Ann Morton's Treasured Trash

Ann Morton's Treasured Trash

Ann Morton ReThanks

Morton stands next to her ReThanks tapestry, made entirely of recyclable materials, at the Arizona Science Center in Phoenix.

Bill Timmerman

In the August/September 2015 issue of American Craft, Monica Moses talked with Ann Morton about her project “What Happened Today?” in which the fiber artist, along with more than 100 volunteers, juxtaposed a quilt made up of handwritten notes about the ordinary events of Houstonians with a tufted rug made of pages from the Houston Chronicle. “Those conversations, those connections, those experiences are all part of this project,” Morton said. “And that is what I find the most wonderful part.”

Ann Morton, ReThanks detail

Each flower is attached to a note expressing gratitude for civil workers.

Bill Timmerman

Two years later, the Phoenix-based Morton embarked on another community-minded project. With ReThanks, commissioned by the City of Phoenix Office of Arts and Culture, she invited area makers to pay tribute to the workers who deal with the city’s trash and recycling. Participants created flowers out of their own recyclable trash and, once the goal of 3,000 flowers was reached, they were made into a textile hanging at the Arizona Science Center from March through September of this year. Each flower carries a note of thanks to a worker.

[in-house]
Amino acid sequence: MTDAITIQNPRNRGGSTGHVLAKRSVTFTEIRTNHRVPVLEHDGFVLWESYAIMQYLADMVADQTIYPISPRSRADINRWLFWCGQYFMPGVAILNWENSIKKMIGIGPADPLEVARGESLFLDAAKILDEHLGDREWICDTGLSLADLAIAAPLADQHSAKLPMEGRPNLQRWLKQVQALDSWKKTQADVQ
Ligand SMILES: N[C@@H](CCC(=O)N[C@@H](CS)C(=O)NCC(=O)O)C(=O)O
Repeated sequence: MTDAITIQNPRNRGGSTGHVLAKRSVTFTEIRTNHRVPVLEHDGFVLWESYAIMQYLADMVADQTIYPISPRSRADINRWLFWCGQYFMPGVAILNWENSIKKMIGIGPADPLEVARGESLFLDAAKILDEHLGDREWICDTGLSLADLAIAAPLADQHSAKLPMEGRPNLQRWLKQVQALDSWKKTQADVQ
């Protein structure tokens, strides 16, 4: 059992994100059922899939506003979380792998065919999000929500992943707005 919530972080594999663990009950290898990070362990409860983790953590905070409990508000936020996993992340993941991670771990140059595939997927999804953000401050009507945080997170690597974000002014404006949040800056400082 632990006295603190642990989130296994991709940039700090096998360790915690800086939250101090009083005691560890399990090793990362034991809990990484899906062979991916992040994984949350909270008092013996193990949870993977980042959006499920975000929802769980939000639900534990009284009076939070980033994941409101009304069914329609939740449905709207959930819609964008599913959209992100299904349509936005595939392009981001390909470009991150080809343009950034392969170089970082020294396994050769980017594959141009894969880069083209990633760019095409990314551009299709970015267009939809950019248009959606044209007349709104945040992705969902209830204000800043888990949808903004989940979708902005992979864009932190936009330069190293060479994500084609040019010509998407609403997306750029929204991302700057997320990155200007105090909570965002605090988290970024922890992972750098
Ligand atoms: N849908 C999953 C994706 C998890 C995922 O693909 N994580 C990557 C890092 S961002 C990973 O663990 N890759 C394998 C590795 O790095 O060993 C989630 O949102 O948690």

“I’ve learned that what I am best at doing is finding unexpected ways for the work to respond to the issues that are immediately in front of me,” Morton says, and ReThanks certainly fit that mold. The resulting tapestry was visually stunning, revealing the breadth of hue and texture that sits in the world’s recycling bins, but it also celebrated the people who deal with it every day. The sheer size of the piece – Morton stood less than half its height – demonstrated how fundamental to our society these materials are, and how much the workers are needed.

Morton’s career has brought her international acclaim; her work has been shown in the US, Australia, Israel, and Brazil. No two projects are alike, in subject matter or execution. Still, for the artist, it all comes down to recognizing the dignity and beauty of the individual. “I hope that with the work that I do,” she says, “I can find ways to highlight things unseen, or unsung players in our society.”